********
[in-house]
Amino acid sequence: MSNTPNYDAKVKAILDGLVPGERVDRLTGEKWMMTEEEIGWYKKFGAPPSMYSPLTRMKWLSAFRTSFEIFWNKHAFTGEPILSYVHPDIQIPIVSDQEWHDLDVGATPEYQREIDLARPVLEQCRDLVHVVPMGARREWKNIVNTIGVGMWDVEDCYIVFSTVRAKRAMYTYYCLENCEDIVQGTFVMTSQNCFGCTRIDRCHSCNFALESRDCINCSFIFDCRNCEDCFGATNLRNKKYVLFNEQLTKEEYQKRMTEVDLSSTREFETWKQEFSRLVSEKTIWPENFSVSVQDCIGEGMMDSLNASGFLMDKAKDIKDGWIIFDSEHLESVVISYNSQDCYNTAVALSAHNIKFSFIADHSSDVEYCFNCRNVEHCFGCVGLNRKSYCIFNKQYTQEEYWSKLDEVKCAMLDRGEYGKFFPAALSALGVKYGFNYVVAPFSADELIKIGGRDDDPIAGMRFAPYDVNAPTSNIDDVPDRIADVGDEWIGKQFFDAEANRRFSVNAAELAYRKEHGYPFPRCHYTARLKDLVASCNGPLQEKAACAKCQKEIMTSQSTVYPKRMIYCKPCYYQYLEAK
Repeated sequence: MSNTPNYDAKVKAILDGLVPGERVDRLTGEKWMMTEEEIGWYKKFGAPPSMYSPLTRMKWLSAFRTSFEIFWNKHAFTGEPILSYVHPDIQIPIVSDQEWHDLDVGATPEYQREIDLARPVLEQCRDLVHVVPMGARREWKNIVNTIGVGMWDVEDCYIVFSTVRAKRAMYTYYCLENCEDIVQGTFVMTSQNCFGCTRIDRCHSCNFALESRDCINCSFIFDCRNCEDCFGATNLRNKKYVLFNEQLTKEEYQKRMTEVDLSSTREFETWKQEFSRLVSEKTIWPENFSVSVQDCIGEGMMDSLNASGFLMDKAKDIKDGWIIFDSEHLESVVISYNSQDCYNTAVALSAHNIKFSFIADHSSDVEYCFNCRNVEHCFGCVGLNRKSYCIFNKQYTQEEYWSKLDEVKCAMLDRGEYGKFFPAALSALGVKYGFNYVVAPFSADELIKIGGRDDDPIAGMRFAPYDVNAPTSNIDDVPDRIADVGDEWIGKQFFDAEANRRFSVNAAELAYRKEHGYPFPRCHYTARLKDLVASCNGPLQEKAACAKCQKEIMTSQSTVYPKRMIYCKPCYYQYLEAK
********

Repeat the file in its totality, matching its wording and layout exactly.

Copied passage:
[in-house]
Amino acid sequence: MSNTPNYDAKVKAILDGLVPGERVDRLTGEKWMMTEEEIGWYKKFGAPPSMYSPLTRMKWLSAFRTSFEIFWNKHAFTGEPILSYVHPDIQIPIVSDQEWHDLDVGATPEYQREIDLARPVLEQCRDLVHVVPMGARREWKNIVNTIGVGMWDVEDCYIVFSTVRAKRAMYTYYCLENCEDIVQGTFVMTSQNCFGCTRIDRCHSCNFALESRDCINCSFIFDCRNCEDCFGATNLRNKKYVLFNEQLTKEEYQKRMTEVDLSSTREFETWKQEFSRLVSEKTIWPENFSVSVQDCIGEGMMDSLNASGFLMDKAKDIKDGWIIFDSEHLESVVISYNSQDCYNTAVALSAHNIKFSFIADHSSDVEYCFNCRNVEHCFGCVGLNRKSYCIFNKQYTQEEYWSKLDEVKCAMLDRGEYGKFFPAALSALGVKYGFNYVVAPFSADELIKIGGRDDDPIAGMRFAPYDVNAPTSNIDDVPDRIADVGDEWIGKQFFDAEANRRFSVNAAELAYRKEHGYPFPRCHYTARLKDLVASCNGPLQEKAACAKCQKEIMTSQSTVYPKRMIYCKPCYYQYLEAK
Repeated sequence: MSNTPNYDAKVKAILDGLVPGERVDRLTGEKWMMTEEEIGWYKKFGAPPSMYSPLTRMKWLSAFRTSFEIFWNKHAFTGEPILSYVHPDIQIPIVSDQEWHDLDVGATPEYQREIDLARPVLEQCRDLVHVVPMGARREWKNIVNTIGVGMWDVEDCYIVFSTVRAKRAMYTYYCLENCEDIVQGTFVMTSQNCFGCTRIDRCHSCNFALESRDCINCSFIFDCRNCEDCFGATNLRNKKYVLFNEQLTKEEYQKRMTEVDLSSTREFETWKQEFSRLVSEKTIWPENFSVSVQDCIGEGMMDSLNASGFLMDKAKDIKDGWIIFDSEHLESVVISYNSQDCYNTAVALSAHNIKFSFIADHSSDVEYCFNCRNVEHCFGCVGLNRKSYCIFNKQYTQEEYWSKLDEVKCAMLDRGEYGKFFPAALSALGVKYGFNYVVAPFSADELIKIGGRDDDPIAGMRFAPYDVNAPTSNIDDVPDRIADVGDEWIGKQFFDAEANRRFSVNAAELAYRKEHGYPFPRCHYTARLKDLVASCNGPLQEKAACAKCQKEIMTSQSTVYPKRMIYCKPCYYQYLEAK